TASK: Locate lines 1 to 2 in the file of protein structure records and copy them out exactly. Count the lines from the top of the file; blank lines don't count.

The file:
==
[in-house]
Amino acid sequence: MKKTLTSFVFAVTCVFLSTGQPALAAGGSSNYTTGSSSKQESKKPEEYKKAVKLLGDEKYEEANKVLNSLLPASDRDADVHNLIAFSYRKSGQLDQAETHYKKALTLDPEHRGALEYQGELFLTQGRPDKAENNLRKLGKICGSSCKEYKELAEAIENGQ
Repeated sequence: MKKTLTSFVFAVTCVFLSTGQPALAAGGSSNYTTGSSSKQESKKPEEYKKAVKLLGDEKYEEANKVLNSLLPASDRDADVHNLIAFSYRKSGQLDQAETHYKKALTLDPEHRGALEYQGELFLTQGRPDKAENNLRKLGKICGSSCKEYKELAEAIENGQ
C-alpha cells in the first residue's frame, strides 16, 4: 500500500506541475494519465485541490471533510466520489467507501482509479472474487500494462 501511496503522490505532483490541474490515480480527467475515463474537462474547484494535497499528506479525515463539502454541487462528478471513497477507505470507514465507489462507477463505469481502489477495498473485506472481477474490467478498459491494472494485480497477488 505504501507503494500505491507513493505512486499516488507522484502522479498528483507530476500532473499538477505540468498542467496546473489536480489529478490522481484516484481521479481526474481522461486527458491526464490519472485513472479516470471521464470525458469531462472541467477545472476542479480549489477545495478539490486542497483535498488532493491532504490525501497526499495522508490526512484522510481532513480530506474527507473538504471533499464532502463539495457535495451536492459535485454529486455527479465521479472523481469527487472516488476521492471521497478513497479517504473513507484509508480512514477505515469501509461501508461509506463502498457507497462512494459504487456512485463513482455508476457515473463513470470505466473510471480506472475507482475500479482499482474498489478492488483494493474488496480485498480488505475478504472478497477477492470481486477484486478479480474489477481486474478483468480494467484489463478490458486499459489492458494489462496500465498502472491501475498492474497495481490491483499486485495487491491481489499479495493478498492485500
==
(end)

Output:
[in-house]
Amino acid sequence: MKKTLTSFVFAVTCVFLSTGQPALAAGGSSNYTTGSSSKQESKKPEEYKKAVKLLGDEKYEEANKVLNSLLPASDRDADVHNLIAFSYRKSGQLDQAETHYKKALTLDPEHRGALEYQGELFLTQGRPDKAENNLRKLGKICGSSCKEYKELAEAIENGQ